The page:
Peaches_breast_ca_web

Peachy keen

There are some unadulterated pleasures in life; dipping your body in the ocean on a warm spring morning at dawn, the overheard laughter of your children and cradling a cup of something warm while you catch up with a valued friend jump to mind. You can add many things to this list according to your own predilections but surely an almost universal pleasure is that moment of biting into the sweetly tart and succulent flesh of a just-ripe stone fruit. The added bonus of stone-fruit is that they are largely good for you. In fact, a new study has shown that peaches may help to restrict the spread of breast cancer.

Peaches are native to north-west China but they have spread around the world. One medium-sized peach has 0.5 grams of fat, two grams of fibre, one gram of protein and a range of nutrients including vitamin A, vitamin E, vitamin B3, potassium, magnesium, zinc and copper in trace amounts. Peaches also contain polyphenols and these are the substances that may help in breast cancer.

The new study involved mice with aggressive breast cancer cells being given peach extract. After a few weeks the cancer cells stopped spreading and the researchers identified that the peach polyphenols were working by blocking the gene expression of metalloproteinases. These metalloproteinases are enzymes released by cancer cells to break down surrounding tissue allowing the cancer to spread.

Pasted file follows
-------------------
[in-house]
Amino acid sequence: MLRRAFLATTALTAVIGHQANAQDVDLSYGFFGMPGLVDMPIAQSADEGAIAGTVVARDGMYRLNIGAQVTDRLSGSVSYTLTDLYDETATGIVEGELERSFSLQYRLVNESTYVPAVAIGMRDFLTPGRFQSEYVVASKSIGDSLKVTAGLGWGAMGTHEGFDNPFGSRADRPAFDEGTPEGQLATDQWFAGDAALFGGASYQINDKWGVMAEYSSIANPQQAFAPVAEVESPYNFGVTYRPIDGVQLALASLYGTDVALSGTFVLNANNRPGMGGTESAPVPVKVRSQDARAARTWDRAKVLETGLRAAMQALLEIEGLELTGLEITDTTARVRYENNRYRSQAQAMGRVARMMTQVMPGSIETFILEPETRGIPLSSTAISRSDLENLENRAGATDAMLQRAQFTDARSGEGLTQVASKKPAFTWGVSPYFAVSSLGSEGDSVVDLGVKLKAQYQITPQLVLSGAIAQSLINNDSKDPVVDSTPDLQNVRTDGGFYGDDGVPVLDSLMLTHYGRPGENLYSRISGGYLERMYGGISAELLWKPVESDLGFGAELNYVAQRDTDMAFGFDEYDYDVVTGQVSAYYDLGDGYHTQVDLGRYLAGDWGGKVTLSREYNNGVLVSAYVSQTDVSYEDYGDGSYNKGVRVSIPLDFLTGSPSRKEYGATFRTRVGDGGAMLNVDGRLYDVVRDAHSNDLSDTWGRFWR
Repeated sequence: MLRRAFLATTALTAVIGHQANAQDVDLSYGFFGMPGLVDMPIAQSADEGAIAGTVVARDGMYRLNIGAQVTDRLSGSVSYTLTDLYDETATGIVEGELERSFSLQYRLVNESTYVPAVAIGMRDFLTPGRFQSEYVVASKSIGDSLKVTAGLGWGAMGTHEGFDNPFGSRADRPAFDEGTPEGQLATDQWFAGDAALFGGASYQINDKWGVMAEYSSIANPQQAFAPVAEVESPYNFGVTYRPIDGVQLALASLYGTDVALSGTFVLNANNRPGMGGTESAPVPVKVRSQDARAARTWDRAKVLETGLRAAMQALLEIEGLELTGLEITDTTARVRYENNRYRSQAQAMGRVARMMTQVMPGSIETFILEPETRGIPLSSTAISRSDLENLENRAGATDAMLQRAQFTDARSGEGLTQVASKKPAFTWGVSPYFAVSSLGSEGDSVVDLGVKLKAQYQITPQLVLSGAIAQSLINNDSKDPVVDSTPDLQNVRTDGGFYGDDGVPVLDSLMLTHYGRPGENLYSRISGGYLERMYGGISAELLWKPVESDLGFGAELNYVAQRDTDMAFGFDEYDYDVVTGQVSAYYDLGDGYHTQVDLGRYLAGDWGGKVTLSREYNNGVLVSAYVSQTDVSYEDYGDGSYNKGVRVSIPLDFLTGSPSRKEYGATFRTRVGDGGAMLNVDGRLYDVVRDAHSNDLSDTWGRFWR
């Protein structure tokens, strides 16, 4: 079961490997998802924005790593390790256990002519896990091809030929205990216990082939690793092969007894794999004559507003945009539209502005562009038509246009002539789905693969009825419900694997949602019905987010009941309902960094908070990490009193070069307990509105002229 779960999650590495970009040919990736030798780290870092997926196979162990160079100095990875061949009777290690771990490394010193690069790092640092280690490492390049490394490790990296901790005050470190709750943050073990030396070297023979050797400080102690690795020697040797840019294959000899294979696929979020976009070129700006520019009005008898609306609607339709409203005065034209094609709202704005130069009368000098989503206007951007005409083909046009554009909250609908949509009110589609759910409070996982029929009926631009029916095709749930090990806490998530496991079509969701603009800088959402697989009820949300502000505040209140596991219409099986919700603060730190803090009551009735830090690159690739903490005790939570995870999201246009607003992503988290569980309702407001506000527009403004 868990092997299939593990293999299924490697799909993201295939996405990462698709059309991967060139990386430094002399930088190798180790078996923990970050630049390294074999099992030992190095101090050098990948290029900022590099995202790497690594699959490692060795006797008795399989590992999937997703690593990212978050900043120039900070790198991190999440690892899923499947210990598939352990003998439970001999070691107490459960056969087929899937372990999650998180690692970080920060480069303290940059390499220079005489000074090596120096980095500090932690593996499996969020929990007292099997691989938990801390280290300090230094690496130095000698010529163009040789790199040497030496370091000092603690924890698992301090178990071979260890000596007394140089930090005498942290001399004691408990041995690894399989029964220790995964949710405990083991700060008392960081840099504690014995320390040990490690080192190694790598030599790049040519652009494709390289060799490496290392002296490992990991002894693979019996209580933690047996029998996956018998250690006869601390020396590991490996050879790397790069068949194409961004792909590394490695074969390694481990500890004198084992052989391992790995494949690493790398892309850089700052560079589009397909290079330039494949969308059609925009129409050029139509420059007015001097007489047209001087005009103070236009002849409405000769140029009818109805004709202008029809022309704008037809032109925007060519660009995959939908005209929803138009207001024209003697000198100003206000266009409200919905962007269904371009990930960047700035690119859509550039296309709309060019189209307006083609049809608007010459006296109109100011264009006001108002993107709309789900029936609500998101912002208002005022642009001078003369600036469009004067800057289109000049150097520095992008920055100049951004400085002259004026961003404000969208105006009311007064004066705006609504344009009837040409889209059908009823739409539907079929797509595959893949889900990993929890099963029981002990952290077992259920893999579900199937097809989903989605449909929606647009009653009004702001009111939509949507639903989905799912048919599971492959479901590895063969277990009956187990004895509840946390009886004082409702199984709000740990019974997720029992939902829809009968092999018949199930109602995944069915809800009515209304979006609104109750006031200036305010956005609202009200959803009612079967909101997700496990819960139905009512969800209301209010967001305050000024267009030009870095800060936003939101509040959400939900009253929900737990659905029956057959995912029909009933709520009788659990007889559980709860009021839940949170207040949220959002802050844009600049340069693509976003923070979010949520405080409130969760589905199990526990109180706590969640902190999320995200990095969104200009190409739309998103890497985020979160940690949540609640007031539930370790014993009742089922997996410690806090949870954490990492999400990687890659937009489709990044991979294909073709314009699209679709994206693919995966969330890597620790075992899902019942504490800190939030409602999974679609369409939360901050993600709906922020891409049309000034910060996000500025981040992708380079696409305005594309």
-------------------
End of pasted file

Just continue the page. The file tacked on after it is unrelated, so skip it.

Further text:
This was a mouse-based study but the researchers calculate that to achieve the same intake of peach polyphenols used in this study a human would need to eat two to three medium-sized peaches per day.

It should be noted that this research was partly funded by the US Department of Agriculture and the California Tree Fruit Agreement. However, it remains that the study was accepted and published by a reputable journal which was satisfied at the rigour of the findings.

In no way does this suggest that self-treatment for breast cancer with peach consumption is an option. It does, however, point to a very pleasant way to support your body.

Terry Robson

Terry Robson

Terry Robson is the Editor-in-Chief of WellBeing and the Editor of EatWell.

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